The diversion from Westminster has led to Sinn Féin members and those who are from a republican background to believe calls for a united Ireland are increasing, especially with the current coalition government in the Republic setting up a new ‘unit’ whose role is to “to work towards a consensus on a united island”. However this has been touted to be a ploy to keep Sinn Féin voters in the south content, as a United Ireland was one of their manifesto pledges.

The cooperation between parties is not the only significant development within the province, it is being mirrored in the community, with Unionist and Nationalists coming together and helping each other out. Restaurants, take-aways and bars have all provided supplies to those who have been shielding while cross community involvement has been seen all over the province. This is a step forward in the right direction especially when this time of year can be unstable between communities as a result of the upcoming 12th July parades. 

The Northern Irish Executive is no stranger to controversy, even in these times of crisis. Michelle O’Neill attended the funeral of republican Bobby Storey on the 30th June and was joined by over 100 mourners along with other high-ranking Sinn Féin members, including former leader Gerry Adams and current leader Mary Lou McDonald: in spite of current guidelines prohibiting more than 30 people at any gathering. The fallout has lead to Alliance and UUP leaders to call for her immediate resignation, while Arlene Foster has only gone so far to state a formal apology after she “Undermined the Executive”.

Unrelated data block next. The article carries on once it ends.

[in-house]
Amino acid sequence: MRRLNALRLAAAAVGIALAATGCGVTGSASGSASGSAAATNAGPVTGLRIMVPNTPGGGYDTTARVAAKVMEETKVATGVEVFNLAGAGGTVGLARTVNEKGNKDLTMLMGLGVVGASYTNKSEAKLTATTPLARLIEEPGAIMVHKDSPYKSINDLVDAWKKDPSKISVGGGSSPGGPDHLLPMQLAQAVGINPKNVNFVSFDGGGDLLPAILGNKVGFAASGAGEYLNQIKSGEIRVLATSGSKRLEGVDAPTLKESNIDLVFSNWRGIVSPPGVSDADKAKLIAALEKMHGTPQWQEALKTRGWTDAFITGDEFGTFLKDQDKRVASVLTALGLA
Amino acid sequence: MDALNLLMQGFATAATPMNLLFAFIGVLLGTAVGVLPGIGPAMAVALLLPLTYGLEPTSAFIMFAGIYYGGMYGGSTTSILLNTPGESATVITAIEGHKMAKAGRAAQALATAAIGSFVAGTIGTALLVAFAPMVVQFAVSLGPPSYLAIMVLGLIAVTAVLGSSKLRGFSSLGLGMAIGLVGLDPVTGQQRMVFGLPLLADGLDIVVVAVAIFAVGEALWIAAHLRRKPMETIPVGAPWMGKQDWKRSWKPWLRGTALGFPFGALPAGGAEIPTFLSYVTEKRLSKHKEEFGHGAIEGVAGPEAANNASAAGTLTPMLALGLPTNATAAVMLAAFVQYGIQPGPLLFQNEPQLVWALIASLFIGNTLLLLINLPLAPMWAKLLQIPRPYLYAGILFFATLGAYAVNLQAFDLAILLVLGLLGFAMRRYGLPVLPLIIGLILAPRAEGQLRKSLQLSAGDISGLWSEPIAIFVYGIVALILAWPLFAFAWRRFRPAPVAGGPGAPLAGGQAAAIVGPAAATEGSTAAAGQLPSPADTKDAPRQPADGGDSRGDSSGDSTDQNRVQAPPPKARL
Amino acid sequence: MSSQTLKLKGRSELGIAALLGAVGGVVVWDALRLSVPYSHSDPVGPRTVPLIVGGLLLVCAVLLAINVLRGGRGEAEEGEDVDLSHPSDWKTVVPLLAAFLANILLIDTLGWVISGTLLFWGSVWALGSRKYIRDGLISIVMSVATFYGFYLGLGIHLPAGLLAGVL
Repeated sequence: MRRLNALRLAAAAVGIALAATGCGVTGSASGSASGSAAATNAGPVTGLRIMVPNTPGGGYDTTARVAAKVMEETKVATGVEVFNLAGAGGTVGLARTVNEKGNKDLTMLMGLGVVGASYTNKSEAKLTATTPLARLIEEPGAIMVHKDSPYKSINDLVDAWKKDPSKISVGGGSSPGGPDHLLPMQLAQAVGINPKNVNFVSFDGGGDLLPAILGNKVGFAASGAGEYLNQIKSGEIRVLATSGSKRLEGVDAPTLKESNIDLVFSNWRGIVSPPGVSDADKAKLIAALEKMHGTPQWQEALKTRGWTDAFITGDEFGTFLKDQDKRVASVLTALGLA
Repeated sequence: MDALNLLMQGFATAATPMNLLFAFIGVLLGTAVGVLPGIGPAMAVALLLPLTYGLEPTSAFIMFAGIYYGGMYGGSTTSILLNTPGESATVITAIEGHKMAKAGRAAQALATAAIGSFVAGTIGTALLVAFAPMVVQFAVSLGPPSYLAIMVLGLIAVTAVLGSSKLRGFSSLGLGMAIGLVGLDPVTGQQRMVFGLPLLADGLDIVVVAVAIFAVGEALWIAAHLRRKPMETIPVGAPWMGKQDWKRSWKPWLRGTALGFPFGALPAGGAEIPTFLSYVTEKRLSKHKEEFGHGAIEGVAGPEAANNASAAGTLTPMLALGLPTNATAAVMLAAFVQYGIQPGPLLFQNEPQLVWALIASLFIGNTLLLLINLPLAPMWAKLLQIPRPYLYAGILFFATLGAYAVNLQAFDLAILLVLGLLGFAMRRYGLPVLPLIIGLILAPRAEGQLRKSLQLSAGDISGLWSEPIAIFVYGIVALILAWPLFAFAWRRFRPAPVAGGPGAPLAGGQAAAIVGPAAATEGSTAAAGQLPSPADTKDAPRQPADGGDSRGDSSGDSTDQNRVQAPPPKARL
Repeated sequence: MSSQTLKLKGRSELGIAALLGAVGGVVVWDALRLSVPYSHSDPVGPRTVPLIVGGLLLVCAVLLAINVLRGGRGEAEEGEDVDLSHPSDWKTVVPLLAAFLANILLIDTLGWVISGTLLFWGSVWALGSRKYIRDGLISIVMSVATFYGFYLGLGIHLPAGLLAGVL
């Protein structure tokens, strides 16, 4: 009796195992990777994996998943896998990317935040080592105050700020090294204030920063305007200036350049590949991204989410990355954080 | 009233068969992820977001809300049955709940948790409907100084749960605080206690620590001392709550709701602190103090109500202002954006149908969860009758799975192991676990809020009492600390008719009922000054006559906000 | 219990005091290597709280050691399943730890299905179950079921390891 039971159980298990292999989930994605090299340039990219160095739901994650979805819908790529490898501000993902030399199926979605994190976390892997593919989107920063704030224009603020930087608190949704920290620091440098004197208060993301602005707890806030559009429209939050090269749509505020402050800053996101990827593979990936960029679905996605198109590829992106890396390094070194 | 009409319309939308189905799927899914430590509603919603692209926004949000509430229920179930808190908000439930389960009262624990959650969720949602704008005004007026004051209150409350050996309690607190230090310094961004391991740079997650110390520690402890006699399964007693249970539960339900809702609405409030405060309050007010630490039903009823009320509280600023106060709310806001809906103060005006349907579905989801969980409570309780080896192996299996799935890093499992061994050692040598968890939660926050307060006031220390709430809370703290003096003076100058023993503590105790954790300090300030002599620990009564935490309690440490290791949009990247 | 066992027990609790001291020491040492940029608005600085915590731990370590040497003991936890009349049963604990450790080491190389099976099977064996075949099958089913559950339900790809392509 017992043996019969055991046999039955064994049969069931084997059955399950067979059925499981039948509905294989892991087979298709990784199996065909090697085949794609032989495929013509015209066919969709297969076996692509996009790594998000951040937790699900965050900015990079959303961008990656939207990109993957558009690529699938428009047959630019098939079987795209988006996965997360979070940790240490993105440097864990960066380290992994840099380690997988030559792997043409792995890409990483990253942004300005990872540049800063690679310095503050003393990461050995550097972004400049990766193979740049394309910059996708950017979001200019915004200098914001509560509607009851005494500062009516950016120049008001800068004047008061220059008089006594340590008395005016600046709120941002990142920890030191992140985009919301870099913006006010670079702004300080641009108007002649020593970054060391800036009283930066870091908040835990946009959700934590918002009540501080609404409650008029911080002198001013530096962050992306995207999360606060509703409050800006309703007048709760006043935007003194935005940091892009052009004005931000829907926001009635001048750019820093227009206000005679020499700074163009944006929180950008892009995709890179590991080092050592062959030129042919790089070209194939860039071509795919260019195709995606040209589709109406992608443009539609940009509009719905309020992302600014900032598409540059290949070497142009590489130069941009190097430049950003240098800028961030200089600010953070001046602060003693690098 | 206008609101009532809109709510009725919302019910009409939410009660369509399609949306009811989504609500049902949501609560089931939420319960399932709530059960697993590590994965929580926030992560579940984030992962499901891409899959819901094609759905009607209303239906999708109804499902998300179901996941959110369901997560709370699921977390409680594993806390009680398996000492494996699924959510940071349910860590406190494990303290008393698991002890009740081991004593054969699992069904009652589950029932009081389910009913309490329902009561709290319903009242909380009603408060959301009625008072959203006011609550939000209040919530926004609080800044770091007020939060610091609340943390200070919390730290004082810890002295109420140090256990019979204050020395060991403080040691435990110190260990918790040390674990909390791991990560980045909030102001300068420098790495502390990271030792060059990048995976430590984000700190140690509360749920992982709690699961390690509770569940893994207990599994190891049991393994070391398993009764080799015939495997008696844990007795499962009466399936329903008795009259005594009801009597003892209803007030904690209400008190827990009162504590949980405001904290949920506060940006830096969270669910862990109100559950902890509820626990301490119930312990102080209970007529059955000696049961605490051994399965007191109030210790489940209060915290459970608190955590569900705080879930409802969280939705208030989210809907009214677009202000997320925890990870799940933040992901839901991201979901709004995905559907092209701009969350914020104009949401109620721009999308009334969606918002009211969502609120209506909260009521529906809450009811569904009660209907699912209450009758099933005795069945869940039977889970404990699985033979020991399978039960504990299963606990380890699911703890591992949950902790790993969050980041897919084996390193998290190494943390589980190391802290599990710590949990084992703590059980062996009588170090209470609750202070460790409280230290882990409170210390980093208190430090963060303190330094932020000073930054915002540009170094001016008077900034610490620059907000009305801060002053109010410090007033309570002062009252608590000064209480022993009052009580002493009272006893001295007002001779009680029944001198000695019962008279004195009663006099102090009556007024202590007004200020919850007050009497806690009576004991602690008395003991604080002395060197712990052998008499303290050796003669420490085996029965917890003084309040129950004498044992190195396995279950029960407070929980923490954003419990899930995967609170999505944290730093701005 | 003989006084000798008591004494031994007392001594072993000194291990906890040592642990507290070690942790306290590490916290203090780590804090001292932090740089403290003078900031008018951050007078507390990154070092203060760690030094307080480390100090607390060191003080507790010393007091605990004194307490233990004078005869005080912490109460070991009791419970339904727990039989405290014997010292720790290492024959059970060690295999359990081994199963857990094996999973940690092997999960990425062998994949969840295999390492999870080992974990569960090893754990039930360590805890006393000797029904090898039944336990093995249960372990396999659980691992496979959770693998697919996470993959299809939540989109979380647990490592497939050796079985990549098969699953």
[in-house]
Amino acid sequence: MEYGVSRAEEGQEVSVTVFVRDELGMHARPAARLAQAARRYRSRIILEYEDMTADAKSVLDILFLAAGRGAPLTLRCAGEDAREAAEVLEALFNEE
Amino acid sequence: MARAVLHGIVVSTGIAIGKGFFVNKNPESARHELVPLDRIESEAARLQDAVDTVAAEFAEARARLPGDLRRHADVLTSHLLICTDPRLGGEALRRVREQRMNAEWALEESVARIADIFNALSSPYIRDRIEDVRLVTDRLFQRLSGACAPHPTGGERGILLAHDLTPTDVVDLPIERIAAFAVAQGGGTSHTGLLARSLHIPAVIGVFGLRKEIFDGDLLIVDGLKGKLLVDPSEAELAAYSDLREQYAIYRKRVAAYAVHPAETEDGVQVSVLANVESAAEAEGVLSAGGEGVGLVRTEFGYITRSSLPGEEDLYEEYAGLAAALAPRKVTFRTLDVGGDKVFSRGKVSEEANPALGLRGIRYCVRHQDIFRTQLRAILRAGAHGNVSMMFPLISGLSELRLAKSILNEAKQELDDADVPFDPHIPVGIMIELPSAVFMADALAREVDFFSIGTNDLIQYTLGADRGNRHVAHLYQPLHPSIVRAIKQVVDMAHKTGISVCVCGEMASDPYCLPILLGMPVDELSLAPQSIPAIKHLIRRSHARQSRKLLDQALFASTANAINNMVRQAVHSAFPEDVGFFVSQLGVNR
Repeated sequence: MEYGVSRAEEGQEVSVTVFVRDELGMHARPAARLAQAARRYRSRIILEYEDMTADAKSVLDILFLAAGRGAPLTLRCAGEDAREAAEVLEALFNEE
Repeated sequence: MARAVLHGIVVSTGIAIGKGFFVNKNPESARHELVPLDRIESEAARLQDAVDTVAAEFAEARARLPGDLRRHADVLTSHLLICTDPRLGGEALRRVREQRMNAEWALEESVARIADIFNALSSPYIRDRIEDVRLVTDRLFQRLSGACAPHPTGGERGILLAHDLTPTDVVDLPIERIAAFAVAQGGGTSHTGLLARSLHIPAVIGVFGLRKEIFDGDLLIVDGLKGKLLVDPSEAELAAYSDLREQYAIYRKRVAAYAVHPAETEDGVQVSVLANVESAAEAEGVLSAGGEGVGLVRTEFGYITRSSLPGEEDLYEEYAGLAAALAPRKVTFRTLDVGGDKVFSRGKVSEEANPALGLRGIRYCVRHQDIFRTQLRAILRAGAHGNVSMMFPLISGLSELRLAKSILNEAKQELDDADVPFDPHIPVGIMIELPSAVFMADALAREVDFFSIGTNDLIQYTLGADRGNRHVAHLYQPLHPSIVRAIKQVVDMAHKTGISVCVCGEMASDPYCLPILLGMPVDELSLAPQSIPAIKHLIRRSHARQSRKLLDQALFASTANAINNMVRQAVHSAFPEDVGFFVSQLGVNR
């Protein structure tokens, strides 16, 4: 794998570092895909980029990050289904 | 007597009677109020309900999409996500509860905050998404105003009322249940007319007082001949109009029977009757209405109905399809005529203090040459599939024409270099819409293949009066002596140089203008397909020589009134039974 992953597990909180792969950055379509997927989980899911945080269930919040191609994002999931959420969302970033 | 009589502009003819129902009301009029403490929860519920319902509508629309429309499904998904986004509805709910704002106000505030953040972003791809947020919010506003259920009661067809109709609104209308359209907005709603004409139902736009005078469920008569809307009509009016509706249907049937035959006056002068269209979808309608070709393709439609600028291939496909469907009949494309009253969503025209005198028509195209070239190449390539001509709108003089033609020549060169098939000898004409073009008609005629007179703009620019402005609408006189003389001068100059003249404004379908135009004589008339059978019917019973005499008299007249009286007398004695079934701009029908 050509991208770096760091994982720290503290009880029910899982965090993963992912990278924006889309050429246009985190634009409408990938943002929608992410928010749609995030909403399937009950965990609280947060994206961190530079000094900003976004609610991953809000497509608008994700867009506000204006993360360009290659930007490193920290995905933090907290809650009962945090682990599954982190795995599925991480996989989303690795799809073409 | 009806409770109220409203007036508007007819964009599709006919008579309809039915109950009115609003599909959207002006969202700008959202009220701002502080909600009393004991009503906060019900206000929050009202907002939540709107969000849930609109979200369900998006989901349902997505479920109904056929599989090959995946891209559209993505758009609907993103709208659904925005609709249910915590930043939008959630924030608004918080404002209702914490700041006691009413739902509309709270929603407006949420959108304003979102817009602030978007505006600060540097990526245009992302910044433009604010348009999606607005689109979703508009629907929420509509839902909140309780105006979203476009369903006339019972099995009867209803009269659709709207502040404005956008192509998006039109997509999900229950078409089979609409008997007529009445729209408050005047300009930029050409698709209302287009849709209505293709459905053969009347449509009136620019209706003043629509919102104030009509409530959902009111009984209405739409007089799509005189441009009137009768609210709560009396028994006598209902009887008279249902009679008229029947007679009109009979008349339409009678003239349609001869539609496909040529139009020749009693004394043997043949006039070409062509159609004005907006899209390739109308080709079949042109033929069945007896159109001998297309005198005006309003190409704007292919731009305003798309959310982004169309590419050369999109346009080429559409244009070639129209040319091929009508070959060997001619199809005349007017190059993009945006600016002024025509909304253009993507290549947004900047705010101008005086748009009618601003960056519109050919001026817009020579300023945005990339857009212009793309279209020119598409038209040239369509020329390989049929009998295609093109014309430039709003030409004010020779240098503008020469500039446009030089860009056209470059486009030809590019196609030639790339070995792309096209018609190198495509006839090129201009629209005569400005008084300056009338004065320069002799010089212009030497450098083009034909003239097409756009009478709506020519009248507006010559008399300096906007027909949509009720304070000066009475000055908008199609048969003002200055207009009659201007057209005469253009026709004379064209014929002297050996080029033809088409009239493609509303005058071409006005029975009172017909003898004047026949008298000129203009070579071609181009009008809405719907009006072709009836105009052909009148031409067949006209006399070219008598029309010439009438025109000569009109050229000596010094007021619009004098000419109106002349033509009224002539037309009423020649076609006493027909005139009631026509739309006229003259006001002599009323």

As ‘Funeralgate’ trends in Northern Ireland, many are not surprised at the actions of Sinn Féin attending a republican funeral, however, during a global pandemic is does undermine the message of progress which has been singing from the Executive over the past months. Even with this setback, the 5 party Executive has come a long way and is sewing the seeds of long-lasting cooperation between the two largest parties which has been a lacking in previous years. A pivotal step forward as the economic fallout of both coronavirus and Brexit in Northern Ireland rears its head. 

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Has coronavirus sewed the seeds for cross-party cooperation in Northern Ireland as Brexit looms?